Woods admits to 'horrific' behavior
By Jim litke
Tiger Woods acknowledged "living a lie," saying he alone was responsible for the sex scandal that caused his shocking downfall from global sporting icon to late-night TV punchline.
"It was all me. I'm the one who did it. I'm the one who acted the way I acted. No one knew what was going on when it was going on," Woods told the Golf Channel in one of two interviews last night.
A second one was aired on ESPN, which will also televise the first two rounds of the Masters. Woods plans to end four months of seclusion and return to golf at the tournament next month. Talking about those plans marked the only time he smiled during either interview.
"I'm sure if more people would have known in my inner circle, they would have stopped it or tried to put a stop to it," he told the Golf Channel. "But I kept it all to myself."
Later in the same interview with reporter Kelly Tilghman, Woods refers to his serial adultery by saying, "I tried to stop and I couldn't stop. And it was just, it was horrific."
Woods answered questions on camera for the first time since his early morning car crash last November, yet again divulged few details about the crash, his marriage, his stint in a rehabilitation clinic or his personal life. Woods insisted those matters would remain private, just as he had in a statement on his Web site right after his crash and again Feb. 19 when he apologized on camera in front of a hand-picked audience but took no questions.
"A lot of ugly things have happened. ... I've done some pretty bad things in my life," he told ESPN's Tom Rinaldi.
Last week, a woman who claims to be one of Woods' mistresses released an embarrassing transcript of text messages she said he sent her.
Woods admitted that four months of nearly nonstop public ridicule had caused him shame.
"It was hurtful, but then again, you know what? I did it," he told the Golf Channel. "And I'm the one who did those things. And looking back on it now, with a more clear head, I get it. I can understand why people would say those things. Because you know what? It was disgusting behavior. It's hard to believe that was me."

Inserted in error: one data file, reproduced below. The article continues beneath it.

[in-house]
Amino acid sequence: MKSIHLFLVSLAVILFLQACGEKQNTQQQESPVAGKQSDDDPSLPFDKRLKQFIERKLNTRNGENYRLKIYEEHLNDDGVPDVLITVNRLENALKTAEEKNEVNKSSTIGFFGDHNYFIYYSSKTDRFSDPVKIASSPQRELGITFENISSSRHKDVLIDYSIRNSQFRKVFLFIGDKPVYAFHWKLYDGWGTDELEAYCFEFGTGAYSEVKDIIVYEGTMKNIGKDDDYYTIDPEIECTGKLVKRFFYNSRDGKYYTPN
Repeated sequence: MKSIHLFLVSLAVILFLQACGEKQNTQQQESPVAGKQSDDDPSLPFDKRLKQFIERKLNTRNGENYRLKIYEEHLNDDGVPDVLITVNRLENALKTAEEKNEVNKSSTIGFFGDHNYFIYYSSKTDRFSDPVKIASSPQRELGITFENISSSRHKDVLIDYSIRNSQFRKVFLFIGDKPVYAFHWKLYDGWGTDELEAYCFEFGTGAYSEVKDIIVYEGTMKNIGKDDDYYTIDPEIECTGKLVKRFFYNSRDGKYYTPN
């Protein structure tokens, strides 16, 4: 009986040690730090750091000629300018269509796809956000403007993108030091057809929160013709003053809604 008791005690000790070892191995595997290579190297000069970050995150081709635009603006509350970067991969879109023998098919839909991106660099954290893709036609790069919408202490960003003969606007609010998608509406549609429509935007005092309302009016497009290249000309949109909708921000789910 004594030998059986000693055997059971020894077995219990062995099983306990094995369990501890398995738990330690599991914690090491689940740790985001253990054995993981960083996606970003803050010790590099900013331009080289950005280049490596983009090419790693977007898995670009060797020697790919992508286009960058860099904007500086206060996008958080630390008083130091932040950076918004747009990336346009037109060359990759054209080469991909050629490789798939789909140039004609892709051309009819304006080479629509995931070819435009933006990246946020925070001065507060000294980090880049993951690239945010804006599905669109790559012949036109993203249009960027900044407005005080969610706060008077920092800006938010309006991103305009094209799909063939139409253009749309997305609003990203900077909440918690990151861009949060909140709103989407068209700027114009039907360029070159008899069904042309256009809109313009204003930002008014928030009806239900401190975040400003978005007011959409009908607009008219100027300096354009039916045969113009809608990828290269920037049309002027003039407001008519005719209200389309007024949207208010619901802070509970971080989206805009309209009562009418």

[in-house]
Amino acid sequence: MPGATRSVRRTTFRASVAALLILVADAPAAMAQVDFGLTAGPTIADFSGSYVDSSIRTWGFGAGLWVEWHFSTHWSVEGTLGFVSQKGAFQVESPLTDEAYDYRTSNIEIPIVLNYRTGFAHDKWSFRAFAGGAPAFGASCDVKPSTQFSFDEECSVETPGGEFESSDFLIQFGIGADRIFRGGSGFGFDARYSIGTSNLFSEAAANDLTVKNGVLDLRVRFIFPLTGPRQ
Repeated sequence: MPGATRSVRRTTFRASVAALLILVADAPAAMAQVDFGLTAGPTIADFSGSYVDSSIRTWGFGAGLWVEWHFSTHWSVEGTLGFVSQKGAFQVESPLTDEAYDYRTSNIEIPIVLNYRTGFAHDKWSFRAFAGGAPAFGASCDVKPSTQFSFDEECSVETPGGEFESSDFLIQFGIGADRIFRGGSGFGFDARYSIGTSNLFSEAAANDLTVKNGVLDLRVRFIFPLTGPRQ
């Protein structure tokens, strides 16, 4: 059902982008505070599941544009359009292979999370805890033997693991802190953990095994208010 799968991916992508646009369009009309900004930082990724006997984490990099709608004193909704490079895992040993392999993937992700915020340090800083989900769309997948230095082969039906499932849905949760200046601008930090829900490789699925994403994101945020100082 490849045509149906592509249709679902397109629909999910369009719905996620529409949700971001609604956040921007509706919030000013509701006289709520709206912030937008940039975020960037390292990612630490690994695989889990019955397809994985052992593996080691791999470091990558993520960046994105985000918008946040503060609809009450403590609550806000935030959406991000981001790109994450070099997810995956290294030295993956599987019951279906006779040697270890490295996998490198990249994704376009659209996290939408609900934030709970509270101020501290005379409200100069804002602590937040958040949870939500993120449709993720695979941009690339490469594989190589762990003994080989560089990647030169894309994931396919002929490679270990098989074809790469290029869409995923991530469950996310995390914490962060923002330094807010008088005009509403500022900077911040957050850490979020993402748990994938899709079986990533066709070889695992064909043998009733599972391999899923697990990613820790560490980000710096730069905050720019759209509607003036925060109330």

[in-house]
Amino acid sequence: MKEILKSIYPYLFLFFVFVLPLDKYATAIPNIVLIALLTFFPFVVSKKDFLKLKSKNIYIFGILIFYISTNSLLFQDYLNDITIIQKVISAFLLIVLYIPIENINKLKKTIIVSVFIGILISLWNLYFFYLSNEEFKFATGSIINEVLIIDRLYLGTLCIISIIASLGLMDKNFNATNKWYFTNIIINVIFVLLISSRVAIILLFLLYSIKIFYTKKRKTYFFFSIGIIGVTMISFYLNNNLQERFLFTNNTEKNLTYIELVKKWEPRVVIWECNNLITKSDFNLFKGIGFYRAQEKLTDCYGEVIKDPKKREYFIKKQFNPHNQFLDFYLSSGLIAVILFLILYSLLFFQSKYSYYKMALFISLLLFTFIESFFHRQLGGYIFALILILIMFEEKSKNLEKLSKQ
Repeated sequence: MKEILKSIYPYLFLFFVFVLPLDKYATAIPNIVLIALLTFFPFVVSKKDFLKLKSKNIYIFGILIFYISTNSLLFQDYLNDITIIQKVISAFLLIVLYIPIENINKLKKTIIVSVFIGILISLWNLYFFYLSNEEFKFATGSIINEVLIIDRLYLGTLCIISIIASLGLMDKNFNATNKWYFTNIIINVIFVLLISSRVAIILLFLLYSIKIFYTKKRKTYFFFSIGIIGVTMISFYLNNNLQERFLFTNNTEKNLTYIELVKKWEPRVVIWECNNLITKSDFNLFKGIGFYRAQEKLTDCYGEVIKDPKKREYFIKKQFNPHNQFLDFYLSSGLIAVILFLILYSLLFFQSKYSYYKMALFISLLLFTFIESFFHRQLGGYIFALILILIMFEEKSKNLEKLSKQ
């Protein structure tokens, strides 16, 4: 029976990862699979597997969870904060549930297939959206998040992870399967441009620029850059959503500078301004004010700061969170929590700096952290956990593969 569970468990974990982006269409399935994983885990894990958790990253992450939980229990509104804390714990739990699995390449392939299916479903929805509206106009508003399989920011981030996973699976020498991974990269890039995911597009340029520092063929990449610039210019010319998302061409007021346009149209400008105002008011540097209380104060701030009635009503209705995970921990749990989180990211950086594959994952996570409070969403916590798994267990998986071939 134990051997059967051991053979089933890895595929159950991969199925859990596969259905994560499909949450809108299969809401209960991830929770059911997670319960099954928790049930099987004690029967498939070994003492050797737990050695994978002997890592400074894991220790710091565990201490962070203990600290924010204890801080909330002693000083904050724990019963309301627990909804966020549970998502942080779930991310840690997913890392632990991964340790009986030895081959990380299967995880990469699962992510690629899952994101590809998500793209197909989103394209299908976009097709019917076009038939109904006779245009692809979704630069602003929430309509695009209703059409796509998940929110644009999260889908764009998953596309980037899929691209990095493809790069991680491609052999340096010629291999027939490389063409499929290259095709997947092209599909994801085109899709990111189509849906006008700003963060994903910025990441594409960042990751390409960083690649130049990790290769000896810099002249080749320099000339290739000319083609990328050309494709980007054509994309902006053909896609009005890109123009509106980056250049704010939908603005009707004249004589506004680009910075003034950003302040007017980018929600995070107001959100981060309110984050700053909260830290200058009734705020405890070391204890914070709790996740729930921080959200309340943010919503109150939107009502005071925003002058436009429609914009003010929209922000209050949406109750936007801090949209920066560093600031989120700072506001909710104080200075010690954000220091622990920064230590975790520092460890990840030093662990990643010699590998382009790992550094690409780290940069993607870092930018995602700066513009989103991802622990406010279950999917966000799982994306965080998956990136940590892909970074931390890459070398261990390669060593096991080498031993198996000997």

Woods announced Dec. 11 that he would take an "indefinite break" from golf and was in a Mississippi clinic from the end of that month until early February. Asked by ESPN to describe the lowest point, he said, "I've had a lot of low points. Just when I didn't think it could get any lower, it got lower."
He did, however, look more comfortable and composed than he did last month, wearing golf clothes and smiling when talk turned to the Masters. He resumed practicing with swing coach Hank Haney last week.
Woods said he couldn't wait to get back, though he had reservations about how he'll be received.
"I'm a little nervous about that to be honest with you," he told ESPN. "It would be nice to hear a couple claps here and there."
Augusta National will provide Woods one of the most tightly controlled environments in the sport. Tournament organizers limit the number of credentialed media and galleries traditionally are among the best-behaved in sports. Even so, CBS boss Sean McManus, whose network televises the final two rounds of the Masters, predicted it "will be the biggest media event, other than the Obama inauguration, in the past 10 or 15 years."
A number of news outlets had submitted requests to the Woods camp for interviews. Both ESPN and the Golf Channel were notified late last week that Woods would agree to a five-minute interview with no restrictions on questions. CBS was also offered an interview, but turned it down.
"Depending on the specifics, we are interested in an extended interview without any restrictions on CBS," spokeswoman LeslieAnne Wade said.
Woods told ESPN that being forced to confront his problems had made him stronger: "You start conquering it and you start living up to it. The strength that I feel now, I've never felt that type of strength."
But he also admitted being uncertain about how much he would play after coming back.
"I will have more treatment and more therapy sessions. And as far as my schedule going forward, I don't know what I'm going to do," he told the Golf Channel.
"But what I know I have to do is become a better person and that begins with going to more treatment."